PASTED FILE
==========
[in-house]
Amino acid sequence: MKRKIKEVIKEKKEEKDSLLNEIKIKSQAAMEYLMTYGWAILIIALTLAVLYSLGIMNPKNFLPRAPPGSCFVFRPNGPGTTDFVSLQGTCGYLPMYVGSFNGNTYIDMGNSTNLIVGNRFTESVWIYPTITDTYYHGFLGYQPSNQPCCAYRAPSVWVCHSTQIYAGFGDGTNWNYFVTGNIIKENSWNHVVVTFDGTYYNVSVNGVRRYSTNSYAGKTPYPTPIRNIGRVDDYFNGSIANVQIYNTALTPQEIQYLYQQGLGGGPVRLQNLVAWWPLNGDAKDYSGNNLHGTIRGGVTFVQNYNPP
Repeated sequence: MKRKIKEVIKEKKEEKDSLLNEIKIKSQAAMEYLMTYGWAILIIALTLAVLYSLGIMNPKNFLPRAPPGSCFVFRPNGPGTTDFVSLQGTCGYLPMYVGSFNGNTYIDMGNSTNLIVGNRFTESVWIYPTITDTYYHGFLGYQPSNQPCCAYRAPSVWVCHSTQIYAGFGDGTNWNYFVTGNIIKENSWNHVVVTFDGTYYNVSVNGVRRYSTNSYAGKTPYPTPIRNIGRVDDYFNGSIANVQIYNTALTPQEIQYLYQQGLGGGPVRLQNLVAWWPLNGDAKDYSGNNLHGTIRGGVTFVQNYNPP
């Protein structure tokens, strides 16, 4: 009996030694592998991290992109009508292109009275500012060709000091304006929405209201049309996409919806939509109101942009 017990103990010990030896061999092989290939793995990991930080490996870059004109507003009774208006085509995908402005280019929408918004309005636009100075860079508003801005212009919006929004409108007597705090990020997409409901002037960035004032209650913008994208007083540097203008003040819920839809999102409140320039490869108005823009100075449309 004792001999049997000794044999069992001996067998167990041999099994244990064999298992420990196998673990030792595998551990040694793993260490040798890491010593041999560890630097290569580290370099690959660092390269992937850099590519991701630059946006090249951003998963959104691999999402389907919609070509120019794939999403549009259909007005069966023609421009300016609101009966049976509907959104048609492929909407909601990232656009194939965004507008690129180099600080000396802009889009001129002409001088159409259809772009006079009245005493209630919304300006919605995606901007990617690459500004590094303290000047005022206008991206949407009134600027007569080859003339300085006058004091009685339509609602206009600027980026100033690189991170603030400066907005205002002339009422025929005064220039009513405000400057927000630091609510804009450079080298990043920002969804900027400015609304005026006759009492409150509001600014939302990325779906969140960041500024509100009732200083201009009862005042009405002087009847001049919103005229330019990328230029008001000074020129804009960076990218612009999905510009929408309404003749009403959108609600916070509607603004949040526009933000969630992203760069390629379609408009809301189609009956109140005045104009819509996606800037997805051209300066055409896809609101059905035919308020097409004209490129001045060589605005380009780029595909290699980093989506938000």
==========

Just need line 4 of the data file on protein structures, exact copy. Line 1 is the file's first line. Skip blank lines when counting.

């Protein structure tokens, strides 16, 4: 009996030694592998991290992109009508292109009275500012060709000091304006929405209201049309996409919806939509109101942009 017990103990010990030896061999092989290939793995990991930080490996870059004109507003009774208006085509995908402005280019929408918004309005636009100075860079508003801005212009919006929004409108007597705090990020997409409901002037960035004032209650913008994208007083540097203008003040819920839809999102409140320039490869108005823009100075449309 004792001999049997000794044999069992001996067998167990041999099994244990064999298992420990196998673990030792595998551990040694793993260490040798890491010593041999560890630097290569580290370099690959660092390269992937850099590519991701630059946006090249951003998963959104691999999402389907919609070509120019794939999403549009259909007005069966023609421009300016609101009966049976509907959104048609492929909407909601990232656009194939965004507008690129180099600080000396802009889009001129002409001088159409259809772009006079009245005493209630919304300006919605995606901007990617690459500004590094303290000047005022206008991206949407009134600027007569080859003339300085006058004091009685339509609602206009600027980026100033690189991170603030400066907005205002002339009422025929005064220039009513405000400057927000630091609510804009450079080298990043920002969804900027400015609304005026006759009492409150509001600014939302990325779906969140960041500024509100009732200083201009009862005042009405002087009847001049919103005229330019990328230029008001000074020129804009960076990218612009999905510009929408309404003749009403959108609600916070509607603004949040526009933000969630992203760069390629379609408009809301189609009956109140005045104009819509996606800037997805051209300066055409896809609101059905035919308020097409004209490129001045060589605005380009780029595909290699980093989506938000």